The multi-site movement is a hot topic right now in the church world. I think there are some things to be concerned about, as there are with every movement, but over all I see it as a really healthy thing. There is no doubt that there are a variety of different ways to do it, and some are better than others, but is safe to say that it is working. Here are some of my thoughts on it.
More Than Just a Fad
Some are writing the whole idea off as a fad, but this is just not the case. In fact the whole idea of the multi-site church is far from new. I think that, at least in the SBC, the decline of the local association has left a hole that needs to be filled. I still believe in the necessity of the local association, but I must save that topic for another day. Nevertheless, the decline of the association is obvious, and one of the reasons the multi-site church is becoming so popular is that it is replacing a missing piece to the puzzle.
All through church history we can observe churches networking together in one way or another, whether through the bishop in the Roman Catholic Church, Methodist districts, or the churches of Galatia to which Paul wrote his letter. The multi-site movement is not a continuation of any of those models verbatim, but there are undeniable parallels. The point is, the concept is not new, and it is not going away any time soon.
One of the healthiest things about the multi-site church is the possibility it presents for healthy church planting. Rather than taking a core team and starting from scratch, the multi-site church can use its resources and people to make a new campus. These campuses should be designed to eventually become autonomous. When the time to let go of the church comes, there is already a stability that could not have been achieved otherwise.
This will not only help the new church get on its feet, but it will provide missional momentum in the sending church. Both the new church and the old church will benefit from the fact that a new missional DNA will be ever present in the life of the church and the individual lives of its members.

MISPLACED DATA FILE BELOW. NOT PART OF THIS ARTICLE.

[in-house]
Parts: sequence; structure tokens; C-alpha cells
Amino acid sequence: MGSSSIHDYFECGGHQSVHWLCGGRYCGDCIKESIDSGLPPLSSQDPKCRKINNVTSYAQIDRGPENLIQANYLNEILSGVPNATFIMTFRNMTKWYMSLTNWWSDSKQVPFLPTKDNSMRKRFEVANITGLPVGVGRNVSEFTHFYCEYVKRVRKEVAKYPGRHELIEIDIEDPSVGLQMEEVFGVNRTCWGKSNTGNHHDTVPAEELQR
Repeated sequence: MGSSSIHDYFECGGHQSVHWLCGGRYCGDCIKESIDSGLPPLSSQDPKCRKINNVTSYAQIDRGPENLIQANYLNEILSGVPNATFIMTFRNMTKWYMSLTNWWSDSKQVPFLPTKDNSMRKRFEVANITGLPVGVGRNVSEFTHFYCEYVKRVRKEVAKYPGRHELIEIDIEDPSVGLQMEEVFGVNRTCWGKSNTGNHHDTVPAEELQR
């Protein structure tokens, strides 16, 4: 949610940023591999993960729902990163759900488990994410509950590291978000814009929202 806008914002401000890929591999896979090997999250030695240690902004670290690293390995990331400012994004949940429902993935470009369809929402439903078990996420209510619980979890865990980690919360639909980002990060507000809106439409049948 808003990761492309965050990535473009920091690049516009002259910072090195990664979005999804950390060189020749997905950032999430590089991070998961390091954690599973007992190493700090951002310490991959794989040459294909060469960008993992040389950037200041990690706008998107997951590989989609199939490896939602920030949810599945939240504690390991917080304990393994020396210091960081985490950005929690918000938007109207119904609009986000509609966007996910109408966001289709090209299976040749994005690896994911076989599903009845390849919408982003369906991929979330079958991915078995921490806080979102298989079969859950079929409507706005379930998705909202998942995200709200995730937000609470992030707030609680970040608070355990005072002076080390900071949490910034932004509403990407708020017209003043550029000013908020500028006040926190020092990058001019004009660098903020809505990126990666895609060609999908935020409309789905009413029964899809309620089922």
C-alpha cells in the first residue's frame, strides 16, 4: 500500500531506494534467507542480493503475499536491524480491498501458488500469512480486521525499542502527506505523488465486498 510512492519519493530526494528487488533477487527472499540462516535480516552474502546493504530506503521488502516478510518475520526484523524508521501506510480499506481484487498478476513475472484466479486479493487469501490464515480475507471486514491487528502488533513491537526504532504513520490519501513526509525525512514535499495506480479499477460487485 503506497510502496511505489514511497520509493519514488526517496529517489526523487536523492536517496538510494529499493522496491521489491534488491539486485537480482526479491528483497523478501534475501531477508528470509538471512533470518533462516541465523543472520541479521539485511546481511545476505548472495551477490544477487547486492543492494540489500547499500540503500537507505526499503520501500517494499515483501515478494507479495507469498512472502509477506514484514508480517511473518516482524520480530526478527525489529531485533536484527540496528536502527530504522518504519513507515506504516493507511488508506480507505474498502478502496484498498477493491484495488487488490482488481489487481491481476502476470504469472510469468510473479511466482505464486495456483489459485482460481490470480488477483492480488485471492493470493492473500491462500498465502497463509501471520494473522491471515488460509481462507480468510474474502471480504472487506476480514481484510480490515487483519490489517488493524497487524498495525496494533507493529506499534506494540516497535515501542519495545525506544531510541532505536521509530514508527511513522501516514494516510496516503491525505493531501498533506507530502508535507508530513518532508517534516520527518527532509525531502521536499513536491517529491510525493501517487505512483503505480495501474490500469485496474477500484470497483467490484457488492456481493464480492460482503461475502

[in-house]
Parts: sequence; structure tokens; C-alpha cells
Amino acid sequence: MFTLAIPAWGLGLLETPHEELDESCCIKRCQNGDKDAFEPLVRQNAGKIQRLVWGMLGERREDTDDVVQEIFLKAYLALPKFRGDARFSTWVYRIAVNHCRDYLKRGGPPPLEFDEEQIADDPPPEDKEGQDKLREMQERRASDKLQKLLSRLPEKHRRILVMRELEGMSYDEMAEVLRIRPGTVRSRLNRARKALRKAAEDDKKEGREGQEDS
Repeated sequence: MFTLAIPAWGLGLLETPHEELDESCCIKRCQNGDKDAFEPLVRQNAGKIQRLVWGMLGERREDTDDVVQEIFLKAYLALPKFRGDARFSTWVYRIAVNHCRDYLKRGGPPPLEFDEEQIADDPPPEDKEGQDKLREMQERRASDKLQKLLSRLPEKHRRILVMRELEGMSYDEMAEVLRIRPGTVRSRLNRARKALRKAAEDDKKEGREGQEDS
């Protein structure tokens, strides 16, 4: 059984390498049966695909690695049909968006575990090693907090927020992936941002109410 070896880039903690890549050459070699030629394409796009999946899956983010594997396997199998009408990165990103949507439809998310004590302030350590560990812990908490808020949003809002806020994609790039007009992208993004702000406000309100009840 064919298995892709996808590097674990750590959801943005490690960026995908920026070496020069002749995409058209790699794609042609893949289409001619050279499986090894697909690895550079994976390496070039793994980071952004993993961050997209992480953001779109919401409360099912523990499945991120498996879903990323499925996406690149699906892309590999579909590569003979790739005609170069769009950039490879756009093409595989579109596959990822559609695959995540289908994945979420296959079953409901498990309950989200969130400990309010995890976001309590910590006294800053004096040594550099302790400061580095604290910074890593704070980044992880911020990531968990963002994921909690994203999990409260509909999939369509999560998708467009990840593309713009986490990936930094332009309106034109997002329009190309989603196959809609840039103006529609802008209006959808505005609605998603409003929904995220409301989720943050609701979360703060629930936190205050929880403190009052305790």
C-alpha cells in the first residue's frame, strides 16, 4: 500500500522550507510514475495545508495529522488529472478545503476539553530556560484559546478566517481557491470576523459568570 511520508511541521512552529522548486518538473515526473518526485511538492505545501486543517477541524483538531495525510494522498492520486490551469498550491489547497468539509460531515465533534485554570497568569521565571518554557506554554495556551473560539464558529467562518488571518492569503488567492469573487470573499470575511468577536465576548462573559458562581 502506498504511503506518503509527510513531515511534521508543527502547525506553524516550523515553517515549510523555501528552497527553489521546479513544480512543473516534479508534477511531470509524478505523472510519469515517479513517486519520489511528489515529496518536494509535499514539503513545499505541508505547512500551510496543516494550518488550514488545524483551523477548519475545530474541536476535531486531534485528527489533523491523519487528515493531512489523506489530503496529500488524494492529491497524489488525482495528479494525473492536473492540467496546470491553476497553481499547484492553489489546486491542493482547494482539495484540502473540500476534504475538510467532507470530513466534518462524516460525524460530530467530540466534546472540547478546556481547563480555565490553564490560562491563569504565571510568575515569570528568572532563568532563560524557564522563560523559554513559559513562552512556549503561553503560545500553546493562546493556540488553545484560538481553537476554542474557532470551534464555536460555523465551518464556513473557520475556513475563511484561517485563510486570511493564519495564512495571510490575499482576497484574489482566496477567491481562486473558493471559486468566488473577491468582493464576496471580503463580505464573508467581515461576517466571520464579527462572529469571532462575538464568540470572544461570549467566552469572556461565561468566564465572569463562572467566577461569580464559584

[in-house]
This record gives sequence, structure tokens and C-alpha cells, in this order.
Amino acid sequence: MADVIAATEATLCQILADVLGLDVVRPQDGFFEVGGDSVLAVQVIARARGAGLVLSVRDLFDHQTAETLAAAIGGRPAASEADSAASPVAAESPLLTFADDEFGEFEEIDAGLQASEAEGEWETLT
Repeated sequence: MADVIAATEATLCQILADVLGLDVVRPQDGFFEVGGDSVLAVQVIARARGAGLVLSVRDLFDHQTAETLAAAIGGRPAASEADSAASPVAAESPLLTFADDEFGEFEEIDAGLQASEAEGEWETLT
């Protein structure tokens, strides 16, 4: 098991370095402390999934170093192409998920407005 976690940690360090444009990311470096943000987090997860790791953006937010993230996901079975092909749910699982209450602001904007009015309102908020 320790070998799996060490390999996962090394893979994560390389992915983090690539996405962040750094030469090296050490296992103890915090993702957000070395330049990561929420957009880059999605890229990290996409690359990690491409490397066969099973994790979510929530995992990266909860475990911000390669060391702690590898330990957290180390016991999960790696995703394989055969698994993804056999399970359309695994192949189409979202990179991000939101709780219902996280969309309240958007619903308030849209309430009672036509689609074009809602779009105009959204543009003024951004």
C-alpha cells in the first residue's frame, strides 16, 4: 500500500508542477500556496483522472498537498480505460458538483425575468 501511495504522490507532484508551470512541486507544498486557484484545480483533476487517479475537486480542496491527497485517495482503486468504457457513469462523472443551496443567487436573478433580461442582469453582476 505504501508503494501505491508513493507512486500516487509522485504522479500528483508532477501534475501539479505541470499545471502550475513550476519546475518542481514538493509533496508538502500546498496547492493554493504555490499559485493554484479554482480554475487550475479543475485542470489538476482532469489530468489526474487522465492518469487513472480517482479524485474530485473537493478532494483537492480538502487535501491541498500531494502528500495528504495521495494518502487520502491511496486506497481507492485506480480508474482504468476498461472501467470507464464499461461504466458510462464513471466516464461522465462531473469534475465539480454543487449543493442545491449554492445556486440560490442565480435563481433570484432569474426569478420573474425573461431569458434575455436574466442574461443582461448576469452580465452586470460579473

Along those same lines, the multi-site church can be utilized for the revitalization of declining churches. Imagine how great it would be if healthy churches would respectfully adopt struggling churches to prevent closure and bring new life. I am not suggesting that big churches should take over small churches like a business merger, but I am suggesting that healthy churches could give a little extra boost to the struggling church. They can make this struggling church a campus for a season, and just like I mentioned with the plant, that campus would be released as an autonomous revitalized church.
One of the greatest benefits of the movement is probably one of the most under utilized. I believe that each campus of the multi-site church needs a live preacher/pastor. The video venue is working, and great things are being accomplished for the Kingdom. I just see an opportunity that is being missed in this model.
The benefits of having a real life preacher on every campus are numerous, but I will focus on the fact that young pastors could be trained up in healthy environments with great leadership and mentors. These campuses have the benefit of strong leadership from the sending church, and they can take a risk on a young pastor just starting out. This campus pastor role can be used to train up an entire generation of young pastors and preachers for the glory of God, and the result will be a healthier church in the long run.
Network of Neighborhood Churches
Jimmy Scroggins is the pastor of Family Church (formerly FBC West Palm Beach) in West Palm Beach, Florida. He, over the course of many years, led this SBC legacy church to become a thriving multi-site congregation. They have chosen to call their method, “a network of neighborhood churches.” The idea is that every neighborhood in south Florida will have a church to minister there. Rather than pushing for a regional mega church where people drive from all over to attend, they have chosen to take their people and start smaller congregations all through the region. In so doing, they are training up new pastors, they are reaching people who otherwise wouldn’t be reached, and they have successfully revitalized an old downtown first baptist church.
This is my preferred model, and there are no limits to its possibilities. This method does not require great financial support, it cuts out the need for large scale building projects, it can be done in smaller towns, and normal sized churches can put it into practice. Their method is not perfect, but it does seem to have great potential.
In conclusion, I am not completely sold out for the multi-site movement. I am however encouraged by its ability to reach the lost, plant new churches, and rescue the dying church. I am currently working in a multisite church and have seen first hand the good it can do. I am looking forward to see what the future holds for multi-site churches.
-Brayden L. Buss